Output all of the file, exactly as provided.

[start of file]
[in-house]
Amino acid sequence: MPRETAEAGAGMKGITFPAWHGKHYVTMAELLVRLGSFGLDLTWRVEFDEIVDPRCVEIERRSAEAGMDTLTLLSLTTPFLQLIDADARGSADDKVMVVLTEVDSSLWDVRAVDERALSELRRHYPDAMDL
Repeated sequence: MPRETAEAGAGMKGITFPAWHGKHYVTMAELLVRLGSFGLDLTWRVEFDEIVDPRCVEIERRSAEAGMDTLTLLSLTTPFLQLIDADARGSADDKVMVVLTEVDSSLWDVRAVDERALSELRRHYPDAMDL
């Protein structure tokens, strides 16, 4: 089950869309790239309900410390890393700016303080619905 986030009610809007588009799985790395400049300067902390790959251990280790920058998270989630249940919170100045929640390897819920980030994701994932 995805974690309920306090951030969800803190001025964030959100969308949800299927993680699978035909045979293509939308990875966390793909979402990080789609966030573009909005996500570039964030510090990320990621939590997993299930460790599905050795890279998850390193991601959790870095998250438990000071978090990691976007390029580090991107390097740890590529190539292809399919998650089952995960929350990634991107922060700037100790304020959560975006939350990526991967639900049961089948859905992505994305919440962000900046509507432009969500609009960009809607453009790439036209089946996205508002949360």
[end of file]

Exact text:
[in-house]
Amino acid sequence: MPRETAEAGAGMKGITFPAWHGKHYVTMAELLVRLGSFGLDLTWRVEFDEIVDPRCVEIERRSAEAGMDTLTLLSLTTPFLQLIDADARGSADDKVMVVLTEVDSSLWDVRAVDERALSELRRHYPDAMDL
Repeated sequence: MPRETAEAGAGMKGITFPAWHGKHYVTMAELLVRLGSFGLDLTWRVEFDEIVDPRCVEIERRSAEAGMDTLTLLSLTTPFLQLIDADARGSADDKVMVVLTEVDSSLWDVRAVDERALSELRRHYPDAMDL
């Protein structure tokens, strides 16, 4: 089950869309790239309900410390890393700016303080619905 986030009610809007588009799985790395400049300067902390790959251990280790920058998270989630249940919170100045929640390897819920980030994701994932 995805974690309920306090951030969800803190001025964030959100969308949800299927993680699978035909045979293509939308990875966390793909979402990080789609966030573009909005996500570039964030510090990320990621939590997993299930460790599905050795890279998850390193991601959790870095998250438990000071978090990691976007390029580090991107390097740890590529190539292809399919998650089952995960929350990634991107922060700037100790304020959560975006939350990526991967639900049961089948859905992505994305919440962000900046509507432009969500609009960009809607453009790439036209089946996205508002949360």